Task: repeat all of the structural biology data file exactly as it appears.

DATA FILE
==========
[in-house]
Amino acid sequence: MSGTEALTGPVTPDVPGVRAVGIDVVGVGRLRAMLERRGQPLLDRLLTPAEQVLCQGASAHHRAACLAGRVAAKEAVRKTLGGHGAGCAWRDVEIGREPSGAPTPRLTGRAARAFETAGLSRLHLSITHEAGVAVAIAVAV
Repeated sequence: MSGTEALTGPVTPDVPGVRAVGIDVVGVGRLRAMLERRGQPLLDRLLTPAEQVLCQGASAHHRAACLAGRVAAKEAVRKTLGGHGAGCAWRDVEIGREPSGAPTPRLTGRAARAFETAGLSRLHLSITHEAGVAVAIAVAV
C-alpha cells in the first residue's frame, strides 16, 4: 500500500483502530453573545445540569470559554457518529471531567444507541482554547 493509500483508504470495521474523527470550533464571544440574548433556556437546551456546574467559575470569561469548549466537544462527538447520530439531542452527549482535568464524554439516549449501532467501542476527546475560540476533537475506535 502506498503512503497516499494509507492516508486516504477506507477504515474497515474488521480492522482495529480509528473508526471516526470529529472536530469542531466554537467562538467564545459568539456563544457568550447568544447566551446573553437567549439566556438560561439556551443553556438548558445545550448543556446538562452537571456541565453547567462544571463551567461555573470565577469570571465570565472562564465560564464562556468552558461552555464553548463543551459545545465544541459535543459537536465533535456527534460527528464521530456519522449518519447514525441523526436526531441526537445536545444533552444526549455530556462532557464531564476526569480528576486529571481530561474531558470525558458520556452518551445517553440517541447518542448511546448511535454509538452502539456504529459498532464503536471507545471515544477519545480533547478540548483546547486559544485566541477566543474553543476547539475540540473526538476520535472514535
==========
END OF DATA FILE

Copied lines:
[in-house]
Amino acid sequence: MSGTEALTGPVTPDVPGVRAVGIDVVGVGRLRAMLERRGQPLLDRLLTPAEQVLCQGASAHHRAACLAGRVAAKEAVRKTLGGHGAGCAWRDVEIGREPSGAPTPRLTGRAARAFETAGLSRLHLSITHEAGVAVAIAVAV
Repeated sequence: MSGTEALTGPVTPDVPGVRAVGIDVVGVGRLRAMLERRGQPLLDRLLTPAEQVLCQGASAHHRAACLAGRVAAKEAVRKTLGGHGAGCAWRDVEIGREPSGAPTPRLTGRAARAFETAGLSRLHLSITHEAGVAVAIAVAV
C-alpha cells in the first residue's frame, strides 16, 4: 500500500483502530453573545445540569470559554457518529471531567444507541482554547 493509500483508504470495521474523527470550533464571544440574548433556556437546551456546574467559575470569561469548549466537544462527538447520530439531542452527549482535568464524554439516549449501532467501542476527546475560540476533537475506535 502506498503512503497516499494509507492516508486516504477506507477504515474497515474488521480492522482495529480509528473508526471516526470529529472536530469542531466554537467562538467564545459568539456563544457568550447568544447566551446573553437567549439566556438560561439556551443553556438548558445545550448543556446538562452537571456541565453547567462544571463551567461555573470565577469570571465570565472562564465560564464562556468552558461552555464553548463543551459545545465544541459535543459537536465533535456527534460527528464521530456519522449518519447514525441523526436526531441526537445536545444533552444526549455530556462532557464531564476526569480528576486529571481530561474531558470525558458520556452518551445517553440517541447518542448511546448511535454509538452502539456504529459498532464503536471507545471515544477519545480533547478540548483546547486559544485566541477566543474553543476547539475540540473526538476520535472514535